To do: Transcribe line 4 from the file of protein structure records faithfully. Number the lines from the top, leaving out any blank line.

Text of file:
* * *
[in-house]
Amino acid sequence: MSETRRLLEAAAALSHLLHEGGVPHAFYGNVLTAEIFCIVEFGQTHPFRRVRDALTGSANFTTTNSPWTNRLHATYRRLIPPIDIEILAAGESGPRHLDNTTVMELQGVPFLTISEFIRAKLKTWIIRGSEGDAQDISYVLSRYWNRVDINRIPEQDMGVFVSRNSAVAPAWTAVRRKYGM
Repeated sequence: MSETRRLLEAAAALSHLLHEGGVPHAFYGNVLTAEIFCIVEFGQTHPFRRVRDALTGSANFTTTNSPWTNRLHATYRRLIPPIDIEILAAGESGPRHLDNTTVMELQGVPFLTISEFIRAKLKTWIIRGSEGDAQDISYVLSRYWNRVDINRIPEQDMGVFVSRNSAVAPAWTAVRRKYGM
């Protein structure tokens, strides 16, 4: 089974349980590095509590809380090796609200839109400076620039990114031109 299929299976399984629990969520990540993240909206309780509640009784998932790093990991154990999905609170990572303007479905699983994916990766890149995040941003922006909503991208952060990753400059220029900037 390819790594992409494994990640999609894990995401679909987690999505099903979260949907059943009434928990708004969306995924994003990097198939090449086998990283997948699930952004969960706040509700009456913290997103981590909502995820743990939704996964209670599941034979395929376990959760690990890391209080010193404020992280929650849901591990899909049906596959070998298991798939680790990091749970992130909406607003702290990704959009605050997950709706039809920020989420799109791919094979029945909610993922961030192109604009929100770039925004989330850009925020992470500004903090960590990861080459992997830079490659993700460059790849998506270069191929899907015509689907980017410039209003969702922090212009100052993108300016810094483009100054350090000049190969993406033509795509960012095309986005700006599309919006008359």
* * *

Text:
């Protein structure tokens, strides 16, 4: 089974349980590095509590809380090796609200839109400076620039990114031109 299929299976399984629990969520990540993240909206309780509640009784998932790093990991154990999905609170990572303007479905699983994916990766890149995040941003922006909503991208952060990753400059220029900037 390819790594992409494994990640999609894990995401679909987690999505099903979260949907059943009434928990708004969306995924994003990097198939090449086998990283997948699930952004969960706040509700009456913290997103981590909502995820743990939704996964209670599941034979395929376990959760690990890391209080010193404020992280929650849901591990899909049906596959070998298991798939680790990091749970992130909406607003702290990704959009605050997950709706039809920020989420799109791919094979029945909610993922961030192109604009929100770039925004989330850009925020992470500004903090960590990861080459992997830079490659993700460059790849998506270069191929899907015509689907980017410039209003969702922090212009100052993108300016810094483009100054350090000049190969993406033509795509960012095309986005700006599309919006008359």